What happened to the price of bitcoin in 2018 can be summed up in one word: crash. The 73% plunge in the price over the past year was the worst in 10-year history of the digital currency, which was first offered on January 3, 2009, exactly 10 years ago, by Satoshi Nakamoto, its little-known founder.
Bitcoin ended 2018 with an average price of $3,740, compared with $14,150 at the end of 2017, according to figures from the CoinMarketCap website.
Bitcoin is not the only one. The digital currencies market, which consists of over 2,000 types of currencies, had its worst year ever in 2018, with a total of $700 billion being wiped off it, leaving it with a total value 85% below its January 2018 peak. The market upheaval was felt not only by millions of investors worldwide, but also by the many blockchain companies that have sprung up in recent years. Many of these companies had to cut back their staff and activity at the end of the year, with some of them closing down completely.
Hogeg fires Stox employees in Israel
The blockchain companies operating in Israel had a tough year. Chinese bitcoin mining giant Bitmain closed its activity in Israel in December and laid off all 23 employees in its Ra'anana development center, including VP Gadi Glikberg. Another company to close last year was Stox, controlled by Moshe Hogeg, founder of the Singulariteam investment company and owner of the Beitar Jerusalem soccer team.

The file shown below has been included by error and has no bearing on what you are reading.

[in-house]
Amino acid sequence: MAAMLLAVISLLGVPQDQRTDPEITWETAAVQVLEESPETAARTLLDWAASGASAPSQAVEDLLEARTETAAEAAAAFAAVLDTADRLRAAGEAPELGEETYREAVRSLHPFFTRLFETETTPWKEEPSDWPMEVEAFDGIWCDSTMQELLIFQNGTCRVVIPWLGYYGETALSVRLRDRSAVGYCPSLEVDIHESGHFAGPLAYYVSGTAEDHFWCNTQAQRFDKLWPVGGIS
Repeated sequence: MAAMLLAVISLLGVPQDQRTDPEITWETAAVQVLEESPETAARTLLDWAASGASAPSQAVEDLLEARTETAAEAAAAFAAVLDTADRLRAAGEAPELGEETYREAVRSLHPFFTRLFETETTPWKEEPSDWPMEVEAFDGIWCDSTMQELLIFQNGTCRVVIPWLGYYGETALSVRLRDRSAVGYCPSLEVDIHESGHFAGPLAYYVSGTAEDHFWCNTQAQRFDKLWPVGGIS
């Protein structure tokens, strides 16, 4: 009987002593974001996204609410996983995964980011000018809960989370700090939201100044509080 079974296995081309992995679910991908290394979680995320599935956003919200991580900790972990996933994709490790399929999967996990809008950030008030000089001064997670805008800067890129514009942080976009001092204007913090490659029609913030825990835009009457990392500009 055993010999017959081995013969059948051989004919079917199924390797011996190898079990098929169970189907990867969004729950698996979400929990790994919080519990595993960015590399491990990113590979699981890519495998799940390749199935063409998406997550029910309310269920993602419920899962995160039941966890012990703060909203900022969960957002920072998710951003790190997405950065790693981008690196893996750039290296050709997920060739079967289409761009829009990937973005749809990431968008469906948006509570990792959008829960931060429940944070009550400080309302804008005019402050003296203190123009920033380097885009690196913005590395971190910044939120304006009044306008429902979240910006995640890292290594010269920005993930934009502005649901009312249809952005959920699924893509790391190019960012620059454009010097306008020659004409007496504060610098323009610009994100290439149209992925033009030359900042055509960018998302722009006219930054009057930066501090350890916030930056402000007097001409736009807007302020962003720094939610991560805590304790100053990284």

Hogeg's largest blockchain startup, Sirin Labs, has 60 employees; sources said the company carried out layoffs at the end of the year. Sirin Labs launched the Finney blockchain telephone in December. Hogeg told the Bloomberg website at the time that after distributors ordered 160,000 telephones from the company, the company had enough capital to operate for 12 more months. Market estimates say that over 20 Israeli blockchain startups closed down in 2018, with more closures projected for 2019. For the sake of comparison, a total of 550 Israeli startups closed down in all sectors in 2018, as recently reported in "Globes."
Besides Sirin Labs, the largest Israeli blockchain companies now are the First group, founded by Yariv Gilat, which has 65 employees, including 60 in Israel; Colu, controlled by Amos Meiri, David Ring, and Mark Smargon, with 62 employees; Orbs, controlled by Tal Kol and Uriel and Daniel Peled (60 employees); and Bancor Network, controlled by Eyal Hertzog and brother and sister Guy and Galia Benartzi (55 employees).
Although most of the blockchain companies operating in Israel have mostly Israeli founders, managers and employees, many of them are incorporated in foreign countries, mainly for taxation and regulatory reasons. On the other hand, there are also blockchain companies incorporated in Israel even though their owners and managers are not Israeli, such as Bitfarms (TASE: BLLCF), a Canadian bitcoin mining company. Bitfarms' share price was down 95% on the Tel Aviv Stock Exchange (TASE) in 2018.
eToro wants to expand in the US